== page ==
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The Arab-Israeli conflict is only studied a little in British schools as the focus is on modern wars such as World War I and World War II. We take an initial look at the subject in Religious Studies when studying about pilgrimages and how Jerusalem is contested and valued by Muslims, Jews and Christians. A short BBC video explains the importance of Haram Al Sharif and Temple Mount, and there is a BBC Pictures special about the holy sites, explaining how through modern history there has been unrest over who the site belongs to. The history of the sites brings you closer to understanding both faiths, with important stories for Jews such as Abraham almost sacrificing his son Isaac there, and Temple Mount being where people will receive redemption when the Messiah arrives. Compared to Muslim stories of Muhammad PBUH  having his Night Journey from Makkah to Jerusalem to hear in heaven from Allah about prayer (salah, one of the five pillar of Islam).

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3 million people displaced, 14 million facing starvation – heard of the civil war in the Yemen?

A YouGov poll by the Independent newspaper found that only 49% of people questioned had heard of the conflict currently causing death and hunger in the Yemen. This number got even smaller with the younger age group of 18-24 year olds with only 37% knowing about the conflict. The map below shows that Yemen is located south of Saudi Arabia:

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Thanks to Sophie our school’s BBC School reporter even more people will have heard about what’s going down in the Yemen. You may need to search Global, RE on the school’s BBC Report page to read Sophie excellent report. The Independent are trying their best to make  UK citizens aware of a conflict where British weapons purchased by Saudi Arabia are being used in questionable circumstance.

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Syria’s Banksy

A Syrian rebel fighter has been likened to Banksy for his politically motivated street art around Syria. The artist Abu Malik al-Shami has created some striking wall murals which send a strong political message.

This one made me remember talking about agape with Year 10 students…

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What’s your interpretation?

Heard of the war in the Yemen? Thought not.

You may never have even heard of the Yemen which is just south of Saudi Arabia. So it is therefore highly unlikely you’ve ever heard of the war which has been taking place in the Yemen since September 2014. When rebel troops took over the capital city and ousted the President, Saudi Arabia tried to set up a coalition of countries to fight back and re-instate the old Present because they were fearful that Iran and Shia Islam would rise to dominance.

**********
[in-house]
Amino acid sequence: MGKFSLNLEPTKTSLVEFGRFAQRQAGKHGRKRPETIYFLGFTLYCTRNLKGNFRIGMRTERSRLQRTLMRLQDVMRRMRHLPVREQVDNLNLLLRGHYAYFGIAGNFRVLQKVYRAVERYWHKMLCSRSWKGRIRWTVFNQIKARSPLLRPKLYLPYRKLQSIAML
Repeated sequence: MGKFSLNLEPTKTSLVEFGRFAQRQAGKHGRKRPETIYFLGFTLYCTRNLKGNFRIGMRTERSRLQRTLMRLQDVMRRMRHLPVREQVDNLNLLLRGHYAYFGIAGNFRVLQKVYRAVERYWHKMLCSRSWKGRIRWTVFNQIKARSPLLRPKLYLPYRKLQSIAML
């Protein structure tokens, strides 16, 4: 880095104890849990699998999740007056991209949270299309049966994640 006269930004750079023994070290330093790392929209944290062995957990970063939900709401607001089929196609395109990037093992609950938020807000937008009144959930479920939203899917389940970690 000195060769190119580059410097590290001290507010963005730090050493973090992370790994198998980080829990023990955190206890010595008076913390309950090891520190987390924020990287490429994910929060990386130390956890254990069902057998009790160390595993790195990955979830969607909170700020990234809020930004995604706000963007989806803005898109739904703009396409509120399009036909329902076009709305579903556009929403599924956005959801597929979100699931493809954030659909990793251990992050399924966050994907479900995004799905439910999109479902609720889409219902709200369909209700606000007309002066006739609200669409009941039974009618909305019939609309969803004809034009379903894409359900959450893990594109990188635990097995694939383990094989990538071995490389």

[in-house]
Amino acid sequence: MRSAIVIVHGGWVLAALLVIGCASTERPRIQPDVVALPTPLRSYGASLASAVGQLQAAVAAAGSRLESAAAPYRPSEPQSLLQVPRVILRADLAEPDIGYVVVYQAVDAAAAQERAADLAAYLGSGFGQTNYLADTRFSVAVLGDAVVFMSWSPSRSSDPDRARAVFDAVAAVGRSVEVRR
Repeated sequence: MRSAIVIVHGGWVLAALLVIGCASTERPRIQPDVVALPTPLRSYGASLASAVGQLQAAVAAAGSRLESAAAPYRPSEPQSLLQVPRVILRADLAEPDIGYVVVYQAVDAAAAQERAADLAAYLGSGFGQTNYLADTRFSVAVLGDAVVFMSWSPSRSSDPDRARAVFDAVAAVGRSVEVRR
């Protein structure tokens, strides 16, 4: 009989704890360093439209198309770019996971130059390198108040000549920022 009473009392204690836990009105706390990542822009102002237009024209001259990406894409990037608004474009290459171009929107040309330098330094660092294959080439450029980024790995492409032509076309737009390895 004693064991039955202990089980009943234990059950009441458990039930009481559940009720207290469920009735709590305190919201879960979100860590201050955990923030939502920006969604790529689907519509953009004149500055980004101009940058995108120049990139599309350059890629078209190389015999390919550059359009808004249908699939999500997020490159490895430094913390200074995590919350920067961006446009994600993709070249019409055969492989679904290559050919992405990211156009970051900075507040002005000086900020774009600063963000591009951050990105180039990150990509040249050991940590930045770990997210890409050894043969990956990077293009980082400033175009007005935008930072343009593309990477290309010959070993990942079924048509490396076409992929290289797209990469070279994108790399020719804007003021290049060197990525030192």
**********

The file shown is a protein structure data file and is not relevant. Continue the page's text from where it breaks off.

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In March 2016 the BBC published a report which clearly explains who is involved in the war, and showed that the British were selling weapons to the Saudi troops. When those weapons are used like they were this weekend, killing a funeral party of 140 people, questions should be asked on whether a trade embargo should be put in place against the Saudi kingdom. Amnesty International provide a thorough analysis of the conflict so far.

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UN humanitarian co-ordinator for Yemen, Jamie McGoldrick, condemned Saturday’s strikes on the funeral gathering as a “horrific attack”. He said that aid workers who arrived at the scene had been “shocked and outraged”.

How do long conflicts finally come to an end?

It looks like Colombia’s 52 year conflict will finally come to a peaceful end. It’s rarely made big headlines in the UK but is interesting for students of RE and PSHCE because the end of the conflict sees lots of things happening which we would expect to find at the end of a bloody conflict.

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First up there’s been a peace deal between the insurgents (rebels) and the government. This is going to be voted on by the people of Colombia in a referendum. The Farc rebels have also said they will pay reparations to the victims of this last Cold War conflict. There are thought to have been 260,000 people who died and up to six million people internally displaced by the conflict. With the end of the conflict the Farc rebels are also expected to stop their heavy involvement in Colombia’s drug trade too.

peace deal – an agreement between two or more hostile parties, usually countries or governments, which formally ends a state of war between the parties.

referendum -a general vote by the electorate on a single political question which has been referred to them for a direct decision. Britain had a referendum on leaving or staying in the EU in 2016.

reparations -the compensation for war damage paid by a defeated state/ group. At the Treaty of Versailles Germany was made to pay reparations for the damage caused in WWI. It was one of the reasons the Nazi Party was able to rise to power because the payment of the reparations crippled the Germane economy and people were annoyed at having to pay back so much.

internally displaced -a person who is forced to flee his or her home but who remains within his or her country’s borders. They aren’t allowed to be called refugees as the legal definition of a refugee has to see the person fleeing over the border to another country.